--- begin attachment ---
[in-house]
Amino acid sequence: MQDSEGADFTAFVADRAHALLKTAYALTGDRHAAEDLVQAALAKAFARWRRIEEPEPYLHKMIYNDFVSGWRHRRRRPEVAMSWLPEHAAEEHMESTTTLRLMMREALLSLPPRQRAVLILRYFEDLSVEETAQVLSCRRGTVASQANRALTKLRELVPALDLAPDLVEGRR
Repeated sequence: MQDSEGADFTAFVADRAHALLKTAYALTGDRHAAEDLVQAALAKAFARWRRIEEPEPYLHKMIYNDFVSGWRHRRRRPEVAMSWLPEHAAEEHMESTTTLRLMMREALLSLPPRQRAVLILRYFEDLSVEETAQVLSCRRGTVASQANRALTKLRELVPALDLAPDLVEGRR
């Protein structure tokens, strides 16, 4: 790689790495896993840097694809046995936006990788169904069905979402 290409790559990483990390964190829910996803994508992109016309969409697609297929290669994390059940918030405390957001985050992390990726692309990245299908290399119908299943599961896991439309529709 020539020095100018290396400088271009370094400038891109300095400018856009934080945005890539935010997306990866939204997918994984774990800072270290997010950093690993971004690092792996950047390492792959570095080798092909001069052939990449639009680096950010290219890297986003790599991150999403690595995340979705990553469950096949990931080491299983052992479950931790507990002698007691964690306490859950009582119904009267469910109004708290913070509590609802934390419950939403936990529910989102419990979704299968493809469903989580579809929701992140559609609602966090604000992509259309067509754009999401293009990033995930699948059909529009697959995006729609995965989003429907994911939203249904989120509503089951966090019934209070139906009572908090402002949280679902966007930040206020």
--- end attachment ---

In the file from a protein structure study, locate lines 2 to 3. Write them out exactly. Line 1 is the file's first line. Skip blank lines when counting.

Amino acid sequence: MQDSEGADFTAFVADRAHALLKTAYALTGDRHAAEDLVQAALAKAFARWRRIEEPEPYLHKMIYNDFVSGWRHRRRRPEVAMSWLPEHAAEEHMESTTTLRLMMREALLSLPPRQRAVLILRYFEDLSVEETAQVLSCRRGTVASQANRALTKLRELVPALDLAPDLVEGRR
Repeated sequence: MQDSEGADFTAFVADRAHALLKTAYALTGDRHAAEDLVQAALAKAFARWRRIEEPEPYLHKMIYNDFVSGWRHRRRRPEVAMSWLPEHAAEEHMESTTTLRLMMREALLSLPPRQRAVLILRYFEDLSVEETAQVLSCRRGTVASQANRALTKLRELVPALDLAPDLVEGRR